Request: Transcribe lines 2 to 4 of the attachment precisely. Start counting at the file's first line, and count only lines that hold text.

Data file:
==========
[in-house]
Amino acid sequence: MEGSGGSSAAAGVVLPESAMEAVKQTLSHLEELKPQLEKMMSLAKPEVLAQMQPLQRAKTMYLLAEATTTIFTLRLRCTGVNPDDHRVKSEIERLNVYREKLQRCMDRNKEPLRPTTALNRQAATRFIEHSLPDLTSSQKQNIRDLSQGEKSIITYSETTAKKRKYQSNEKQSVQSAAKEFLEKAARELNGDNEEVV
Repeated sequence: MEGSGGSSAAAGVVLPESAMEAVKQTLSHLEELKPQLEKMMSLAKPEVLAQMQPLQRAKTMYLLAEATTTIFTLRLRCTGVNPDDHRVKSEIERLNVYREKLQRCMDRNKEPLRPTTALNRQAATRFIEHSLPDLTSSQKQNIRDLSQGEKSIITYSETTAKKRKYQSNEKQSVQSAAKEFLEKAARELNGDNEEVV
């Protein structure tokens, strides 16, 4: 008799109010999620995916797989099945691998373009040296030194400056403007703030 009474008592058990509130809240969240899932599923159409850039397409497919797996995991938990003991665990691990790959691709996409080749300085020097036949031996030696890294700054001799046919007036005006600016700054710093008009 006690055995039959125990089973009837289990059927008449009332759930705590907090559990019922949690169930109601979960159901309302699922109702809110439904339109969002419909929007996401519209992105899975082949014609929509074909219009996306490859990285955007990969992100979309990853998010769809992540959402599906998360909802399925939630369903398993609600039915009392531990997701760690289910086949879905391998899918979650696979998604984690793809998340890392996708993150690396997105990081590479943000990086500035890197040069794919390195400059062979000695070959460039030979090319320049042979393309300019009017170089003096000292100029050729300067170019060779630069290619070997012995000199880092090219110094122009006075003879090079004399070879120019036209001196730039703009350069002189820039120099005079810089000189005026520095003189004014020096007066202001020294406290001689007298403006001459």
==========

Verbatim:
Amino acid sequence: MEGSGGSSAAAGVVLPESAMEAVKQTLSHLEELKPQLEKMMSLAKPEVLAQMQPLQRAKTMYLLAEATTTIFTLRLRCTGVNPDDHRVKSEIERLNVYREKLQRCMDRNKEPLRPTTALNRQAATRFIEHSLPDLTSSQKQNIRDLSQGEKSIITYSETTAKKRKYQSNEKQSVQSAAKEFLEKAARELNGDNEEVV
Repeated sequence: MEGSGGSSAAAGVVLPESAMEAVKQTLSHLEELKPQLEKMMSLAKPEVLAQMQPLQRAKTMYLLAEATTTIFTLRLRCTGVNPDDHRVKSEIERLNVYREKLQRCMDRNKEPLRPTTALNRQAATRFIEHSLPDLTSSQKQNIRDLSQGEKSIITYSETTAKKRKYQSNEKQSVQSAAKEFLEKAARELNGDNEEVV
């Protein structure tokens, strides 16, 4: 008799109010999620995916797989099945691998373009040296030194400056403007703030 009474008592058990509130809240969240899932599923159409850039397409497919797996995991938990003991665990691990790959691709996409080749300085020097036949031996030696890294700054001799046919007036005006600016700054710093008009 006690055995039959125990089973009837289990059927008449009332759930705590907090559990019922949690169930109601979960159901309302699922109702809110439904339109969002419909929007996401519209992105899975082949014609929509074909219009996306490859990285955007990969992100979309990853998010769809992540959402599906998360909802399925939630369903398993609600039915009392531990997701760690289910086949879905391998899918979650696979998604984690793809998340890392996708993150690396997105990081590479943000990086500035890197040069794919390195400059062979000695070959460039030979090319320049042979393309300019009017170089003096000292100029050729300067170019060779630069290619070997012995000199880092090219110094122009006075003879090079004399070879120019036209001196730039703009350069002189820039120099005079810089000189005026520095003189004014020096007066202001020294406290001689007298403006001459």